3. No change to current arrangements regarding negative gearing of investment property;

4. No change to the CGT discount, which currently sits at 50 per cent for individuals;

5. No change to the current arrangements regarding trust distributions from discretionary trusts. Currently distributions are subject to tax in the hands of beneficiaries at marginal income tax rates, which could result in lower effective tax rate for those distributions;

6. No change to the current arrangements regarding imputation, in particular, full refund of excess imputation credits. This means that excess imputation credits can be converted into cash refunds;

7. Superannuation - While not directly a tax policy, the government is proposing a three-year audit cycle for SMSFs that have a history of good record-keeping and compliance;

8. No changes in relation to depreciation – the $20,000 immediate asset write-off is available to 30 June 2019. There is no certainty beyond this date; and

9. Establish a Small Business Concierge Service within the Australian Small Business and Family Enterprise Ombudsman’s o ce to provide support and advice about the Administrative Appeals Tribunal process. It will also create a dedicated Small Business Taxation Division within the AAT, which will include a supporting case manager, a standard application fee of $500 and fast-tracked decisions to be made within 28 days of a hearing.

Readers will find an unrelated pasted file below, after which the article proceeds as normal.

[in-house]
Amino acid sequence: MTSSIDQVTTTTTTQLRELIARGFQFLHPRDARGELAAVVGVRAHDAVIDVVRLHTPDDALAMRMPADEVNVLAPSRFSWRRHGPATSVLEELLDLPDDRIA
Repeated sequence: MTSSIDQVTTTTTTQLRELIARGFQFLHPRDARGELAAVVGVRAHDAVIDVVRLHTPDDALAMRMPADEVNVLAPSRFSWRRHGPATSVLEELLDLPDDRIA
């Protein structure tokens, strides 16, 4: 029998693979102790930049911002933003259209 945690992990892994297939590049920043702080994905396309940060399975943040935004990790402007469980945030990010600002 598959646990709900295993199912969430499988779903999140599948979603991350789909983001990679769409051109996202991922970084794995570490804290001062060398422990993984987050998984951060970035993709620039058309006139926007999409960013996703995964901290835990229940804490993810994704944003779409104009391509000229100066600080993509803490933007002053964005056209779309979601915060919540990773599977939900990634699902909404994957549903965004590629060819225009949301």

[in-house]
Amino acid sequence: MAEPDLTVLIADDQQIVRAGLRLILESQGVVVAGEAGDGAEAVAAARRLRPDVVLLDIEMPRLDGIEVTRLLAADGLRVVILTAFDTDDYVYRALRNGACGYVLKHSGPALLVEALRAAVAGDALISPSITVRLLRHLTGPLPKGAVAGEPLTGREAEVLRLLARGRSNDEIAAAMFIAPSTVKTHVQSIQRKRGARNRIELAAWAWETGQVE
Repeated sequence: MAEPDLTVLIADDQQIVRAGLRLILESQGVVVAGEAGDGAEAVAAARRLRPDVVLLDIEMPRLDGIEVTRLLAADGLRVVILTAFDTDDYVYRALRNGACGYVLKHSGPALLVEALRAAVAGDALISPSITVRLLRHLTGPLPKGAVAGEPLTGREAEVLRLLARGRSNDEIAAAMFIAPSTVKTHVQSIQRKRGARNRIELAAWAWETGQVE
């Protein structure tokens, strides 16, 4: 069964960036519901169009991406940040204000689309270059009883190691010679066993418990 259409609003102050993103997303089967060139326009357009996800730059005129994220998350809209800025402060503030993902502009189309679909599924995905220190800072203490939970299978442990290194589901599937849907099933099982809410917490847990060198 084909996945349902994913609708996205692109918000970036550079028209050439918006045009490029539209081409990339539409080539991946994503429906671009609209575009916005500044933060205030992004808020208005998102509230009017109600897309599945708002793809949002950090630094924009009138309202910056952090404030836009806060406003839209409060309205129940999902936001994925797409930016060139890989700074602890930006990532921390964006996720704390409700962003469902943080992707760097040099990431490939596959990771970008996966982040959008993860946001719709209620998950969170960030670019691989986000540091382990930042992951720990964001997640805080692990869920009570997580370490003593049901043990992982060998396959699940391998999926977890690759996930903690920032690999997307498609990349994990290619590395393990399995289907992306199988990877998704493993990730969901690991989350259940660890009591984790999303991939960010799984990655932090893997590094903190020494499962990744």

Accountants are in a position to disseminate and explain the ramifications. It’s hard to imagine not being impacted in any way.

Examples of some impacts:

- The amount of personal income tax and Medicare levy you will pay;

- The amount of capital gain that will be subject to personal tax;

- Opportunity to continue to convert excess franking credits into cash;

- Altering the tax treatment of trust distributions;

- Ability to offset prospectively investment losses against other income (i.e. negative gearing);

- Ability to claim a full deduction for the cost of managing your tax affairs; and

- Remove deductibility on personal superannuation contributions and lower the annual concessional contribution cap.

Clients would want the implications relevant to their circumstances explained to them in plain English and their accountant is in an ideal position to do this. There are many other election issues that will influence a voter’s preferences and, at the end of the day, it is about making informed choices.

Tony Greco FIPA, general manager of technical policy, IPA